The film contains some of the greatest sequences and shots of his filmography, such as the iconic two-shot featuring Anderton and Agatha, and the inventive “car factory” chase scene. Without his filmic vision, Minority Report wouldn’t achieve its vitality and breezy pace. Moreover, Kamiński’s use of fluid camera movements, Dutch angles, and intricate tracking shots lend an epic scope to the ideas and ultimate vision. The production is also laced with silver hues and overexposed lighting that utterly cement the film’s dreary vision of the future.
The “eye removal” scene is especially a classic Spielbergian concoction. Expertly shot, blocked, and scored in such a precise manner, so as new information is relayed the tension ramps up in a way that utterly absorbs and frightens. The scene is imbued with an eccentricity that is entirely captivating and memorable, echoing the thrills of Indiana Jones’ famous set pieces. While the film is grounded in great philosophical matter, it never forgets to relish the more oddball facets of Spielberg’s celebrated canon.
As much as Spielberg is crucial to the film’s staying power, his predilections can sometimes intrude on the film’s thematic exploration. This is epitomized in the ending, as Spielberg’s insistence on a neat bow undermines the story’s philosophical edge.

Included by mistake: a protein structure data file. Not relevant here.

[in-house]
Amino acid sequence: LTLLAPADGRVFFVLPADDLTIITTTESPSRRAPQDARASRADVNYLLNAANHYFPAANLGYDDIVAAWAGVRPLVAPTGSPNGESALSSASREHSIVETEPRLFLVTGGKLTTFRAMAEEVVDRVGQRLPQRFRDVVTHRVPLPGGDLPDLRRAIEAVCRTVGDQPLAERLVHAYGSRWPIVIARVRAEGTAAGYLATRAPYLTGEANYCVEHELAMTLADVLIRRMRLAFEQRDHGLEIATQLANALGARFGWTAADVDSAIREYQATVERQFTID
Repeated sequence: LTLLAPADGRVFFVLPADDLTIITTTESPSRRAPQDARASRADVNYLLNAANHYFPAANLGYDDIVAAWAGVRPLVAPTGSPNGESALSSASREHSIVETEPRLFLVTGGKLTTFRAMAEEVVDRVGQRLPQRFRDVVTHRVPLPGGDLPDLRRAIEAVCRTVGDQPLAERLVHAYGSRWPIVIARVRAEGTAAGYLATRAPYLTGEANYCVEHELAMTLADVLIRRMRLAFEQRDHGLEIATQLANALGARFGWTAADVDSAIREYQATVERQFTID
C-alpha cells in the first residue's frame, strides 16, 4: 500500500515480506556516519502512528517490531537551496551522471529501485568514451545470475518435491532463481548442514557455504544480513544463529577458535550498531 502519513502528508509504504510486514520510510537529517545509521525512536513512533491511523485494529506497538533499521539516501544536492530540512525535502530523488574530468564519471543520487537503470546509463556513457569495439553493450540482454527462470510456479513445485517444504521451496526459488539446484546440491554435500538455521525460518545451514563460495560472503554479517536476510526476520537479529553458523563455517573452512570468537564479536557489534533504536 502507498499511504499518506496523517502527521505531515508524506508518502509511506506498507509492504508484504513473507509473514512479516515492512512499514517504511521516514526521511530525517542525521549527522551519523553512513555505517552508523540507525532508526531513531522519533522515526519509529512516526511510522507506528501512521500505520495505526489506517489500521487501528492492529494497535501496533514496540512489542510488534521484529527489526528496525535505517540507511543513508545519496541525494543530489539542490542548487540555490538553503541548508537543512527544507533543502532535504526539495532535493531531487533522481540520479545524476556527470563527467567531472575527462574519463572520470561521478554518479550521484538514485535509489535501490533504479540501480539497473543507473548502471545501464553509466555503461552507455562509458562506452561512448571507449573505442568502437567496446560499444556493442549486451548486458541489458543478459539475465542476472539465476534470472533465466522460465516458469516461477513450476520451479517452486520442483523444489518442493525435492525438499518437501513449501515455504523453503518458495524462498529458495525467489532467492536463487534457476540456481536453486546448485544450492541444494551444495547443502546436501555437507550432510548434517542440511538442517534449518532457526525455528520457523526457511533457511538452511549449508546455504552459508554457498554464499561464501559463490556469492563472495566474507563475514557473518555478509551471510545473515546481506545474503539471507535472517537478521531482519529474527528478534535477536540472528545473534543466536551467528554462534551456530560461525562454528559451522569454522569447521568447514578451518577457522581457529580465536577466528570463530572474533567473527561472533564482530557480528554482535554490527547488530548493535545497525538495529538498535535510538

After it is revealed that Burgess framed Anderton, he is stopped in a taut climax that meaningfully comments on the film’s central issues. Yet, Spielberg chooses to tack on an ending that depicts Anderton getting back with his ex-wife, who is expecting another child. For a film offering a bold and inventive sci-fi vision, it uncharacteristically stumbles into cliché in its final minutes, abandoning its more cerebral leanings.
While Minority Report concludes on a derivative note, it is unequivocally a vision come to life. From its impeccable direction and cinematography to its uncanny portrayal of future technological norms, Spielberg has crafted a truly enduring piece of cinema, whose resonance is only strengthened by time. Art is often said to imitate life, but Minority Report has superseded this notion by predicting it.
- Prabhjot Bains